Editor's note: The following is an opinion piece. The writer is not employed by Military Times. The views expressed here are his own and do not necessarily represent those of Military Times or its editorial staff.
A Capitol Hill conference room erupted in cheers March 7 when Veterans Affairs Secretary David Shulkin announced that he would start providing mental health services to "bad paper" veterans – men and women who, typically for minor disciplinary problems and often as a result of mental health issues that started in service, have been denied access to most VA care.
This exclusion is happening to post-9/11 vets at a higher rate than for any prior generation. There has been a growing awareness in Congress, among veterans organizations and within the public that this isn't right. It was a big relief to hear the VA's new leader say that he got it, too.
Then the details came out. In a news release explaining the announcement, VA said it would be providing three services to bad paper veterans – all things the VA is already doing.
First, the VA's news release offers its Vet Centers, counselling locations for combat veterans and survivors of military rape, to bad paper veterans seeking treatment. These locations have been available to bad paper vets since the 1970s, and as helpful as they are, they don't provide psychiatric care, acute care or neurological care.
Second, the VA says bad paper vets will be able to "seek treatment at a VA emergency department" for health care concerns. If that means emergency room access, the VA already provides it to everyone, including nonveterans, as "humanitarian care."
Finally, the VA says it will offer its Veterans Crisis Line, the toll-free suicide hotline. Fortunately, it is not now VA policy for Crisis Line counselors to hang up on bad paper veterans calling for help.
Perhaps the VA has more in the works, but if this is the full extent of its new solution to veteran suicide, then it's nothing new at all. That would be a shame, because this is a problem crying out for bold action.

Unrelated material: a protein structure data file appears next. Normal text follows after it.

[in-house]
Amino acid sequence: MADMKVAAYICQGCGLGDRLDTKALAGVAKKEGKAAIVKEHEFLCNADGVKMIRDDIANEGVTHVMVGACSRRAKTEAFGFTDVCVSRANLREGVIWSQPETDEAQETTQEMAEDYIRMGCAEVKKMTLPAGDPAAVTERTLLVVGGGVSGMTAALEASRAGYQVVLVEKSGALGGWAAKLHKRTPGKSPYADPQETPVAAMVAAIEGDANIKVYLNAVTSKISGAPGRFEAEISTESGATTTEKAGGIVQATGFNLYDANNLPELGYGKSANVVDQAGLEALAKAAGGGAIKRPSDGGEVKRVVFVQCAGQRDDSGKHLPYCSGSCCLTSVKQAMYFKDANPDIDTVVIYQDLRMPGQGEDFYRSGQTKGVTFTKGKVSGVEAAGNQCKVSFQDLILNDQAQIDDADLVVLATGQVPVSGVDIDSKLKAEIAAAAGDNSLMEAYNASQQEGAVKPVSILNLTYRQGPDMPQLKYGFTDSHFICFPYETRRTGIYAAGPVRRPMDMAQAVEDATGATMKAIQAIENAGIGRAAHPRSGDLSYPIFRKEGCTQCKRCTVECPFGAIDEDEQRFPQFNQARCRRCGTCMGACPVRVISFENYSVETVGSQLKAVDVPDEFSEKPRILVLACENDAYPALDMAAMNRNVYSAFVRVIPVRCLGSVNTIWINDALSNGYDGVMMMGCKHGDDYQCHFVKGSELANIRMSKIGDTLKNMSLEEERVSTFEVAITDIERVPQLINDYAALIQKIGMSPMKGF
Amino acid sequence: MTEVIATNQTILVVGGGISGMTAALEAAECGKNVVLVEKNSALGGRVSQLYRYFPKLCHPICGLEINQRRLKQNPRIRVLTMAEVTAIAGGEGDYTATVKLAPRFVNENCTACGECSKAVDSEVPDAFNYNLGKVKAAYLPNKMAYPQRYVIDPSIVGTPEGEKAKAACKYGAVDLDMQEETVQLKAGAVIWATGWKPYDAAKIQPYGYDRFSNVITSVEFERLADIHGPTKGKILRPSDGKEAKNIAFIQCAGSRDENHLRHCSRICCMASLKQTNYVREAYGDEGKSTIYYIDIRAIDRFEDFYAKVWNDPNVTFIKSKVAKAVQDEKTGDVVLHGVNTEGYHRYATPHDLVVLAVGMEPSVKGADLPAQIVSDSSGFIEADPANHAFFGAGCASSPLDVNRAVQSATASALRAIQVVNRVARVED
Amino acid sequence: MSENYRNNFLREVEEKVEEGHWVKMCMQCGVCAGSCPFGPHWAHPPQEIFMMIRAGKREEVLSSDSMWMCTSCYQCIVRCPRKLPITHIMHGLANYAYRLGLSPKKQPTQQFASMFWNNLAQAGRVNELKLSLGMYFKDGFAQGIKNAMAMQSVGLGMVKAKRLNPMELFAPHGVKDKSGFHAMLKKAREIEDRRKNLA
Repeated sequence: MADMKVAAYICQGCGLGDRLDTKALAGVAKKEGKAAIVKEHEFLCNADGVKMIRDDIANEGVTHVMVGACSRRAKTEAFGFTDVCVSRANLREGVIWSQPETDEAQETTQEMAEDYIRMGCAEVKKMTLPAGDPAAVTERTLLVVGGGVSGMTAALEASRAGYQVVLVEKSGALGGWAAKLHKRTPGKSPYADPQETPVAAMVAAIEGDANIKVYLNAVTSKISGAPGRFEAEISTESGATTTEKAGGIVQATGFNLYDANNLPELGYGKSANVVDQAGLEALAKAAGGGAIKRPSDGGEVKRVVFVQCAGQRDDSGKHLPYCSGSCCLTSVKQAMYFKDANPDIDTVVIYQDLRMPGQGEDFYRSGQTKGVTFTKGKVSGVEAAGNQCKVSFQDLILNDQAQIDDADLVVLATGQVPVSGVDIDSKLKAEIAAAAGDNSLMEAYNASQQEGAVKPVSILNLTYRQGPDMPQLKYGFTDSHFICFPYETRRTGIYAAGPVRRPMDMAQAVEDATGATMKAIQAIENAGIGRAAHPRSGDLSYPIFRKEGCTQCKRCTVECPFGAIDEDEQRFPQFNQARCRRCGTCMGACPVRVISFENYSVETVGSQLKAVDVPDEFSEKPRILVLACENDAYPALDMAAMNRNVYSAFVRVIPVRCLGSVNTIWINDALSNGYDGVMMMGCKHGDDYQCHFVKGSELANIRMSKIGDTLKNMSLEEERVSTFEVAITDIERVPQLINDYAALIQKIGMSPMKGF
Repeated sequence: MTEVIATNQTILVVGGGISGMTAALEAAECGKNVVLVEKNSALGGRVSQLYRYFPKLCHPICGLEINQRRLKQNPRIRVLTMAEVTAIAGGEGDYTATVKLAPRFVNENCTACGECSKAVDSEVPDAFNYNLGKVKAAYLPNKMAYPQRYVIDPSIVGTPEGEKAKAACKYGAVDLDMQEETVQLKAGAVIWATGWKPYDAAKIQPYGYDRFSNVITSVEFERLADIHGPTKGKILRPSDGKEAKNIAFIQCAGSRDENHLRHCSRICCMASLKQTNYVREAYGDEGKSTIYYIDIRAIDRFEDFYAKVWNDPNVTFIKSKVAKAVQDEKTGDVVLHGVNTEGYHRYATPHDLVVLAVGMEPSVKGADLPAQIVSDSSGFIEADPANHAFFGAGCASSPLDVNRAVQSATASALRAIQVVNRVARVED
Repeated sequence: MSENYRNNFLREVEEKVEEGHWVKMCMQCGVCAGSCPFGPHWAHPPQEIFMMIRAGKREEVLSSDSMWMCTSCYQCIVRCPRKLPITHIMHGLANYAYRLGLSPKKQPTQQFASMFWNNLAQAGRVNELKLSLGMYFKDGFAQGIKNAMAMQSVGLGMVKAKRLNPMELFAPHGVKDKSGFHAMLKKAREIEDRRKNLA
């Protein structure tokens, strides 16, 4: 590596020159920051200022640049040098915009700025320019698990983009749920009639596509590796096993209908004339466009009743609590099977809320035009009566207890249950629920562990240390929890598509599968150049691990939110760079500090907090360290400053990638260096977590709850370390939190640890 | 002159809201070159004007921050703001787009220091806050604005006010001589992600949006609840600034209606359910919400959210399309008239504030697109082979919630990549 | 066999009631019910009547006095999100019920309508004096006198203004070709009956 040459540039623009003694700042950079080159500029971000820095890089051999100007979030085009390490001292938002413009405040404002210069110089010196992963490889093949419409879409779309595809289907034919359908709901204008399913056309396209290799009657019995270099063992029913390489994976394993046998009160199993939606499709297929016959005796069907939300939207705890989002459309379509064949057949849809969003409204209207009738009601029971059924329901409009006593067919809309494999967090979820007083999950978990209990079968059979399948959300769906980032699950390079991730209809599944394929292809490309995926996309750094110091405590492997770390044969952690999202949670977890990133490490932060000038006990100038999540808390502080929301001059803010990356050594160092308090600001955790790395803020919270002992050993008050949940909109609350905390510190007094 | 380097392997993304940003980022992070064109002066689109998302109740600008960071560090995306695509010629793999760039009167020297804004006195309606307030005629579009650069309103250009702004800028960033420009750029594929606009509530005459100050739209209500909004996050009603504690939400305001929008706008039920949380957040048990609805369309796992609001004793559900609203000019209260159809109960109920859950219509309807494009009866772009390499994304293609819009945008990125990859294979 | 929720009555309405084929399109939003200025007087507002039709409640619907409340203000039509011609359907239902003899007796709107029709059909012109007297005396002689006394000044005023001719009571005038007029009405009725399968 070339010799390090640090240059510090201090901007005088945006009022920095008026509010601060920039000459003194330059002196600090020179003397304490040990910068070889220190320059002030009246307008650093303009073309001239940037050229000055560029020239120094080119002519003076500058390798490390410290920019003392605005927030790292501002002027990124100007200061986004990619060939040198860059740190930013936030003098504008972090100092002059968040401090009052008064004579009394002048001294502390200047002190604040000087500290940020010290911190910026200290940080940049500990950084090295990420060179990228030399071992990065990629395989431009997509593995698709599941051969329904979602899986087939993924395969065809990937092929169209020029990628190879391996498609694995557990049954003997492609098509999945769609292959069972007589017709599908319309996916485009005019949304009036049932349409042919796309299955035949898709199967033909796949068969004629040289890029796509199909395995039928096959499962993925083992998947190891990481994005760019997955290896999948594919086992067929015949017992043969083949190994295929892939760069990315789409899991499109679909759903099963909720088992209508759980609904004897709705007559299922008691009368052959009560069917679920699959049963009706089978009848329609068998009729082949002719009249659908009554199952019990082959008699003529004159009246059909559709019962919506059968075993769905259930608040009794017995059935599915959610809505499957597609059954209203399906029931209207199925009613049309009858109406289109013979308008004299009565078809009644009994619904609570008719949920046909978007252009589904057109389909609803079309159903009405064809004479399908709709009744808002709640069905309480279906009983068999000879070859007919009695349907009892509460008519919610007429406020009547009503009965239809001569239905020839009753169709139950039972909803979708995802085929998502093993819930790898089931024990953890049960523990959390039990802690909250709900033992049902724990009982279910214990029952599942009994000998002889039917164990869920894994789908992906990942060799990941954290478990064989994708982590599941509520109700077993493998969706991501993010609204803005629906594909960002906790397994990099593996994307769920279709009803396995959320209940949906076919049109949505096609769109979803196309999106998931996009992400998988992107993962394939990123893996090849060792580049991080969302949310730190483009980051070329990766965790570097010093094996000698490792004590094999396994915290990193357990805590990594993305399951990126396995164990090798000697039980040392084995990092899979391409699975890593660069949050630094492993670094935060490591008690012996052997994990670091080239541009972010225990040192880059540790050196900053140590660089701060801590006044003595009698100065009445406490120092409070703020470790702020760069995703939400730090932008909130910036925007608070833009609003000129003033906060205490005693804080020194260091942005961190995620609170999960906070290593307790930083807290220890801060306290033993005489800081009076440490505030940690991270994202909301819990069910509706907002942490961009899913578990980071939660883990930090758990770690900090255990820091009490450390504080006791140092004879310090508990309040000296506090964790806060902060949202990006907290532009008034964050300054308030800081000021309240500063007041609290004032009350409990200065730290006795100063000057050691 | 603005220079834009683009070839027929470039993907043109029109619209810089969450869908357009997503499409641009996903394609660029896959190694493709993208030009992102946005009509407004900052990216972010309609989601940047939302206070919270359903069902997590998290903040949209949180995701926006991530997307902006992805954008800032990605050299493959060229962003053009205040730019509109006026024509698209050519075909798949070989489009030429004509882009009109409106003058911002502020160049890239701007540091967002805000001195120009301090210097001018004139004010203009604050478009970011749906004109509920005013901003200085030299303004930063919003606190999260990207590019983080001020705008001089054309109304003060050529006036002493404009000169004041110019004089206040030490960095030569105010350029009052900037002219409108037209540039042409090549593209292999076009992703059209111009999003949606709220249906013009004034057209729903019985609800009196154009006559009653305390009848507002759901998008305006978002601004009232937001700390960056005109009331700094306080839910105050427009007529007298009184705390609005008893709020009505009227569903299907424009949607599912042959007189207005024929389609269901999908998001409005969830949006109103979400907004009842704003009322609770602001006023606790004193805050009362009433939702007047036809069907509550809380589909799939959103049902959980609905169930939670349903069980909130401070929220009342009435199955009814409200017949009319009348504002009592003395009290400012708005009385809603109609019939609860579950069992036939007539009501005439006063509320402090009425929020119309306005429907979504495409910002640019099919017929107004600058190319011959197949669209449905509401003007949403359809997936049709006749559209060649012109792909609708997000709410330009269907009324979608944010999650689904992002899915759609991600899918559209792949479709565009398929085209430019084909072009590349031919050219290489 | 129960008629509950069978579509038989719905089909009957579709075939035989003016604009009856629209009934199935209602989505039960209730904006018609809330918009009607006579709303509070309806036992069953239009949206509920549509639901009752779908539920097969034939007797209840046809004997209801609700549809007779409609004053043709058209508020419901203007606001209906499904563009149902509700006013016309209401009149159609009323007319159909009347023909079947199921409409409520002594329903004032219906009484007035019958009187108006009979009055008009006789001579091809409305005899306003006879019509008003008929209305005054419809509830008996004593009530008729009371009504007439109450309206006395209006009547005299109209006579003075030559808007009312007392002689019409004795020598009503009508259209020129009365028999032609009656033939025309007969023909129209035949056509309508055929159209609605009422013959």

Bad paper veterans are twice as likely to commit suicide, in part because combat veterans diagnosed with post-traumatic stress disorder are 11 times more likely to get a bad paper discharge, according to a studyof Marines deployed from 2001 to 2007.
After a generation of official silence on this issue, it was heartening to hear the VA acknowledge that this crisis demands a serious response. That is a bold step. But these veterans need services, not lip service.
The VA must do more. We know that VA health care works: The suicide rate for veterans enrolled in VA healthcare is decreasing, while the suicide rate for those outside VA care is increasing. We know that many veterans don't ask for help early on, when crisis can be avoided, so primary health care providers are essential for proper mental health treatment. We know that thousands of bad paper veterans could be eligible for VA care and services if the VA promptly and properly handled their requests and applications.
And the VA can do more. Much more. It can provide health care, including primary care, on at least a temporary basis while making its eligibility decision. It can contract with community providers so that Vet Center patients can access psychiatric and neurobehavioral care. It can proactively make eligibility decisions so that veterans know whether they'll be able to access services, instead forcing them to wait until a crisis arrives and then filling out an application at an ER.
All this can be done now, under the VA's existing legal authority. Swords to Plowshares, with the National Veterans Legal Services Program, the Harvard Law School Veterans Legal Clinic, and Latham & Watkins LLP, provided the VA with a Petition for Rulemaking that maps out its legal authorities and describes solutions available under current law. We need to make sure that the VA creates a comprehensive response, using everything in its arsenal. It isn't doing that yet.
Photo Credit: Courtesy of Sunshine Sachs
There may be some people, including some veterans, who still think that these veterans don’t deserve care when in crisis, don’t deserve shelter when homeless, don’t deserve support when they’ve been wounded in war. I’m not one of those. I remember that every one of these veterans signed up for service at a time when most people in our country do not. I remember these veterans for their best day: the day when they mustered the commitment, grit, and personal responsibility to give selflessly. I honor that commitment by not letting it be overshadowed by their worst day.
My own service is cheapened when I see others' service so easily forgotten. I am not honored to know that other veterans are left to wrestle their demons alone.
The VA needs to take real action on behalf of these veterans. I applaud the secretary for committing to do so. I hope that his announcement was just the start.
Bradford Adams is a policy advocate and supervising staff attorney at Swords to Plowshares and has co-authored a report on bad paper discharges. He served in the Army and in Afghanistan as a civil affairs officer from 2002 to 2003.